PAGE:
Cochrane community contributes to update to the PRISMA statement. PRISMA is an evidence-based minimum set of items for reporting in systematic reviews and meta-analyses. PRISMA primarily focuses on the reporting of reviews evaluating the effects of interventions, but can also be used as a basis for reporting systematic reviews with objectives other than evaluating interventions (e.g. evaluating aetiology, prevalence, diagnosis or prognosis).
A dedicated global team of methodologists, search specialists, biostatisticians and systematic reviewers have spent the last few years diligently updating PRISMA - the Preferred Reporting Items for Systematic reviews and Meta-Analyses statement. First published in 2009, PRISMA was designed to help systematic reviewers transparently report why the review was done, what the authors did, and what they found.
While this may sound simple, it is anything but. Systematic reviews are complex, using an array of methods from the identification of studies through to the synthesis of results, and careful reporting is required so that users of the review (such as guideline developers, policy makers, healthcare providers and patients) are able to understand what was done and how the findings might apply to them.
The updated open-access PRISMA statement is available online and published in no less than five leading journals - including BMJ, PLOS Medicine, Journal of Clinical Epidemiology, Systematic Reviews and International Journal of Surgery. It represents a major global collaborative effort which was sustained throughout the many challenging months dominated by COVID-19 throughout 2020. The project had strong representation from Monash University's School of Public Health and Preventive Medicine, with co-leads Matthew Page and Joanne McKenzie (and David Moher, Ottawa Hospital Research Institute) and contributors Sue Brennan and Steve McDonald. This representation reflects the calibre of systematic review expertise within the School - with specialisation in methods for bias, statistics, certainty of the evidence (GRADE) and searching.
PRISMA workshop participants, Cochrane Colloquium, Edinburgh 2018
‘This was such a rewarding experience thanks to the enthusiastic input, detailed deliberations and expert contributions from both our local team and fellow researchers around the world,’ lead author Matthew Page explains. ‘The updating process involved lengthy consultation and a comprehensive survey of systematic reviewers, journal editors and methodologists with experience with and interest in the use of the previous iterations of PRISMA.’
‘We obtained a lot of valuable feedback via our initial survey. In addition to answers to more straightforward multiple choice questions, we also collated over 100 pages worth of collective free text comments from respondents who felt really passionately about particular reporting elements, and specified what they thought should or shouldn’t be included in the updated guideline. We had this wealth of feedback to draw on and discuss at our two day workshop at the Cochrane Colloquium in Edinburgh back in 2018, which was fantastic. A healthy degree of consensus emerged from that, followed by much drafting, redrafting and careful considerations around the clarity of language used to update existing and outline new recommendations. This was followed up by piloting with authors to get their feedback and incorporate a final round of changes.’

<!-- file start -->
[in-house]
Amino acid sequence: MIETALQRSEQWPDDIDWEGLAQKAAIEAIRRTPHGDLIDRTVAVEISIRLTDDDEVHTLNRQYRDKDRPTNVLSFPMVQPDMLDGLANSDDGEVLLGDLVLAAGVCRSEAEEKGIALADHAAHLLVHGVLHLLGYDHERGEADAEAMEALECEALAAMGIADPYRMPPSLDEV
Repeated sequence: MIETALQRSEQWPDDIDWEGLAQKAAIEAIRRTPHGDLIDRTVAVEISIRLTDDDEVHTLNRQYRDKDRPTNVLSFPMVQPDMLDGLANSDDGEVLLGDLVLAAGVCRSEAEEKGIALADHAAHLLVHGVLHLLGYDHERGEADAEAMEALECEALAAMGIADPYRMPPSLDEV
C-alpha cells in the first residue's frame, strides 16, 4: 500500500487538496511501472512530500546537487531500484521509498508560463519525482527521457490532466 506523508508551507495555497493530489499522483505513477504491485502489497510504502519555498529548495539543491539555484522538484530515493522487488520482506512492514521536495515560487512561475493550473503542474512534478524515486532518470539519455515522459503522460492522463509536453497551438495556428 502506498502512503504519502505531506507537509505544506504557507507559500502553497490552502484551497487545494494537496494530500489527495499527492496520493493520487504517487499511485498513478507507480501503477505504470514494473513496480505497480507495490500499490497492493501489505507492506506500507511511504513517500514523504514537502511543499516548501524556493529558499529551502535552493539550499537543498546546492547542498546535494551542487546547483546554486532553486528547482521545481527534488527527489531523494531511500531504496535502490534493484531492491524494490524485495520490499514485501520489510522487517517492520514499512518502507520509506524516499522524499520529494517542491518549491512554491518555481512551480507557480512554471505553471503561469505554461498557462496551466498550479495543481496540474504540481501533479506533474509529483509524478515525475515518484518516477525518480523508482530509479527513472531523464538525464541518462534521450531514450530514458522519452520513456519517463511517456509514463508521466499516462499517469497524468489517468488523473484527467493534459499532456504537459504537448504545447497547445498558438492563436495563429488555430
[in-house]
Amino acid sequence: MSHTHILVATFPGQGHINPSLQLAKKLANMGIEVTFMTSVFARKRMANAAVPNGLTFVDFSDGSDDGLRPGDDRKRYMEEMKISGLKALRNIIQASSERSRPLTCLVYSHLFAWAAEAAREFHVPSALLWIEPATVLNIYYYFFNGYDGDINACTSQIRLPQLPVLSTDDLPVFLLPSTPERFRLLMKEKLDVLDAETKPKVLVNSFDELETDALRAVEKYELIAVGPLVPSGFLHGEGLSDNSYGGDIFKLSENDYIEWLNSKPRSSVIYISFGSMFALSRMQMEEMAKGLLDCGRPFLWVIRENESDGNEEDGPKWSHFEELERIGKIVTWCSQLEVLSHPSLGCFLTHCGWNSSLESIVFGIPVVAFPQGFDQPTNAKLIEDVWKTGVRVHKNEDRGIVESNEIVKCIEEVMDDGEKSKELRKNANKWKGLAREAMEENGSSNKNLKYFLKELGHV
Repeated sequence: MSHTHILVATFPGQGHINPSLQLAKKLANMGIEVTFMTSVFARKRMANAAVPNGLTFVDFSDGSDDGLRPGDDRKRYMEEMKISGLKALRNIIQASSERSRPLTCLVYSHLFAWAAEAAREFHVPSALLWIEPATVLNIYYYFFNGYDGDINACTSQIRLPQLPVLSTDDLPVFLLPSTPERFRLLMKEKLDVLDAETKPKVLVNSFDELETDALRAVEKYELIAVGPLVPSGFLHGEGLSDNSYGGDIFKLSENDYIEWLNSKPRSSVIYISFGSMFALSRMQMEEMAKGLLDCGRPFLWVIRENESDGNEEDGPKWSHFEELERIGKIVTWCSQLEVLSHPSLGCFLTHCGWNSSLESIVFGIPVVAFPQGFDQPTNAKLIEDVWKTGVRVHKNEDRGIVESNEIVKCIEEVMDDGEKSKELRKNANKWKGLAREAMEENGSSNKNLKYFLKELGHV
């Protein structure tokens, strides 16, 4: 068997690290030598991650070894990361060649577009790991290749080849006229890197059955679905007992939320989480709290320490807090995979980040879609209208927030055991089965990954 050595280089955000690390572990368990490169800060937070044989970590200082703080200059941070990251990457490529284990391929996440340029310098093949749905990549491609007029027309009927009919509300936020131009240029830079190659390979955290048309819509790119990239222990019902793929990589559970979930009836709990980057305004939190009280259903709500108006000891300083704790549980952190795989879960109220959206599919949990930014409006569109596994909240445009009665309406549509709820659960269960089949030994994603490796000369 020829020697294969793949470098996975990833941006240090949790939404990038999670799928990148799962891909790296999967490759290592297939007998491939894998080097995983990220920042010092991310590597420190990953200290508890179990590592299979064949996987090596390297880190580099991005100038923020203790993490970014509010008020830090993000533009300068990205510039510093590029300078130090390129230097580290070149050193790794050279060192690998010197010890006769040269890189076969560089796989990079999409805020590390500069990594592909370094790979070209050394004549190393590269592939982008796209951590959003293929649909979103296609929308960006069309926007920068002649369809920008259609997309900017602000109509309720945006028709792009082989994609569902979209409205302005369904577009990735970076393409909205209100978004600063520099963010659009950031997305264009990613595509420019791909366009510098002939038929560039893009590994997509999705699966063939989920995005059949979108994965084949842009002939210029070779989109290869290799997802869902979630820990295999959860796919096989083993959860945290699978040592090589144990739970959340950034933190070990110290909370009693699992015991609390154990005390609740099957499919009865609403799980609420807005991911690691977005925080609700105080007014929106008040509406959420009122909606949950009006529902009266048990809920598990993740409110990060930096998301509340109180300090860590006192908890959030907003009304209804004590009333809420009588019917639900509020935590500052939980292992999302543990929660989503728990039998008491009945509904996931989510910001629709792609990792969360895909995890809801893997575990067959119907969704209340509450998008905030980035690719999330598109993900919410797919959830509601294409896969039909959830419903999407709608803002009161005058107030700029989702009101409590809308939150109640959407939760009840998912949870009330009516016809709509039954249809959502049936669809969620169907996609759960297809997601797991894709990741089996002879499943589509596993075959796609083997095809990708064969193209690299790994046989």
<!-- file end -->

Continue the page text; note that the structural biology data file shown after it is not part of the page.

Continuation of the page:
Joanne McKenzie played a critical role throughout this process, co-facilitating the development meeting and processing the meeting notes, developing the updated guideline structure and overseeing the inclusion of guidance on new statistical developments that have been introduced in the decade since the original PRISMA statement was released.
‘We know systematic reviews are essential for healthcare providers, policy makers, and other decision makers, who would otherwise be confronted by an overwhelming amount of research to guide their decisions,’ Joanne says. ‘We really wanted to make this a practical, accessible and contemporary checklist both for systematic reviewers and for the many different users who depend on them. As such, we included detailed information about why reporting of each item is recommended along with plenty of examples from published reviews.’
‘We’re hopeful that these kinds of changes and additions to PRISMA 2020 will encourage greater uptake of the guideline and lead to more transparent, complete and accurate reporting of systematic reviews around the globe. There are plenty of positives in that for everyone.’
In a study Matthew Page and colleagues conducted on Reporting Characteristics of Systematic Reviews in PLOS Medicine back in 2016, around 29% of authors explicitly reported that they used the PRISMA Statement to guide either the conduct or reporting of their review, and all those who worked on this update are hopeful this number will continue to rise.
‘Looking ahead, we’ll continue to work together to plan and design interventions and software to help with future implementation,’ Joanne concludes. ‘We’re keen to evaluate both the use and usability of PRISMA 2020 in the months and years to come, so while we’re excited about the launch today it’s definitely part of a bigger picture plan to support and encourage more accurate and complete reporting of systematic reviews now and into the future.’